I recently had the chance to get behind the wheel of the new Volkswagen Passat, and I’m disappointed. Disappointed in my peers, that is. I’ve read plenty of commentaries about how VW’s newest sedan is watered-down, cheapened, and boring – and I just plain disagree.
First, please let me confess that I’m a Volkswagen dork. I own two old VWs at the moment – one that I’ve adored for fourteen years, longer than anything else but my elderly cat. It’s won a number of trophies at Waterfest (the car did, not the cat), and I owe most of my (somewhat embarrassing) social life to my cars. Further, in an interview at this year’s Geneva auto show, I demonstrated my Vee Dub purism by slightly infuriating VW of America boss Jonathan Browning. The veins in his temples were sticking out by the time I was done giving him a hard time about the Jetta, a car that is a couple of ill-placed cost-savings measures and cheap tricks from being a great machine.
The Passat, on the other hand, is just fine. No, it’s more than just fine. It’s elegant, understated, mature, and handsome. And it takes only one look at the Toyota Camry’s sales figures to see how popular of a recipe that is. Sure, the Hyundai Sonata is impressive to look at, but to my eyes, it’s dramatically overstyled and I bet it’ll age poorly.
Clean designs like the Passat’s age well. They also appeal to a lot of people. Remember the frenzy at VW dealerships in 1999 when the B5 Passat and A4 Jetta were all the rage? Look at those two cars—they perfectly embodied German car design: simple and functional. And they each looked $10,000 more expensive than they were.
The new Passat does exactly the same thing. In fact, I drove it to Cars & Coffee in Orange County – and the organizers let me in. To the exhibitor’s area. And when I parked it between an incredibly opulent brown Mercedes CL63 AMG and (an admittedly pretty homely) BMW M6, it looked great. It looked elegant, substantial, rich. It looked like it belonged there. Try that in a Sonata!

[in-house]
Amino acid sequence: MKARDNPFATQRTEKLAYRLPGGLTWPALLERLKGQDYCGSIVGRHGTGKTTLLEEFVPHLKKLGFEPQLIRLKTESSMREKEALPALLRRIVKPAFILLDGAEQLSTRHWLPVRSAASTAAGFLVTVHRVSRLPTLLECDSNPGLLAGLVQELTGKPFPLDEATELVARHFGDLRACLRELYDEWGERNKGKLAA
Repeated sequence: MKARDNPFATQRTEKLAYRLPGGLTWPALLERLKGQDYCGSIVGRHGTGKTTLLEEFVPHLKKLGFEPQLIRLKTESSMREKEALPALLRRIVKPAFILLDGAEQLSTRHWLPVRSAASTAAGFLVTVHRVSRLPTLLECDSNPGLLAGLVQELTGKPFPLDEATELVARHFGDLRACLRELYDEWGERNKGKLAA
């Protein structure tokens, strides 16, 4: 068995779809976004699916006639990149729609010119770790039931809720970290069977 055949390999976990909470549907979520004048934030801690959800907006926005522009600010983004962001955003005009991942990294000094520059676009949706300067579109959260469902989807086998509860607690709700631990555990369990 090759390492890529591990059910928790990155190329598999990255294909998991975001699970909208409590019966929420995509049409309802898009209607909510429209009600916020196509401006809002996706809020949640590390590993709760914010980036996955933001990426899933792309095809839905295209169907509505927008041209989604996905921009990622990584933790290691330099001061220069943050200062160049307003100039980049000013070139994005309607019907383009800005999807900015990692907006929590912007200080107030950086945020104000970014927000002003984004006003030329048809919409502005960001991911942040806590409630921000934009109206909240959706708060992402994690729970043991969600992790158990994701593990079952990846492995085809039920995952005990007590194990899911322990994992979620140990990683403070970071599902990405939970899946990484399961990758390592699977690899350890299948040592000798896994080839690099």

It’s more of the same from inside the cabin. VW’s five-cylinder is a segment exclusive, and it gives the Passat more character than anyone’s four-cylinder. The steering isn’t perfect, but none of the cars in this class have perfect steering, and it’s better than the Camry’s, far better than the Sonata’s, and probably about as good as an Accord’s. What matters most: the Passat is comfy, it’s smooth, its back seat and trunk are absolutely enormous, it’s easy to use, it’s quiet, it’s refined, and it feels very, very expensive.
When no one was looking, I took the Passat for two laps on Buttonwillow raceway while there for another event. And to my surprise, it handled very, very well. Obviously no, it’s not a rear-wheel drive sport sedan, but it did just fine. Chassis balance is great (though you can’t disable stability control) and the brakes held up commendably. My only kvetch is that the steering wheel kicks back under bumps at the limit—something I also noticed on an on-ramp.
(And by the way, I took a Jetta TDI out for four laps. I will no longer accept any criticism on the way that car handles. I said it before and now I’ll say it in Italics: torsion beam rear suspension or not, the Jetta is a fine handler. To quote a colleague who’d like to remain anonymous: anyone who says the new Jetta doesn’t handle well needs to go to driver’s school. Amen.)
Volkswagen has pulled the e-brake and done a U-turn: the company can’t continue selling cars in the U.S. without making a profit, so it needs to pump up the volume. And where other car companies have gone and turned their backs on their existing customers, VW’s charging forward with a two-tiered product strategy: their premium cars that attract a (relatively) small number of fervent fans will continue on: GTI, Golf, the diesels, New Beetle, and CC, Jetta Wagon. And the mass market gets Jettas and Passats tailored specifically to their wants and needs.
What’s the problem with that? I see none. The only problem I see is that so many of my esteemed peers are comparing the new mass-market cars with the old, expensive small-market cars. Obviously the old $28,000 Passat did a few things the new $20,000 Passat doesn’t. But guess what: nobody bought that $28,000 Passat. And I’d rather have a Passat that people buy so that we enthusiasts can get things like the GTI, the Golf R, the (surprisingly hot) new Beetle, and—keep your fingers crossed—the next Scirocco.
Volkswagen is the people’s car, and now it’s bending over backward to appeal to more people. And the problem is….?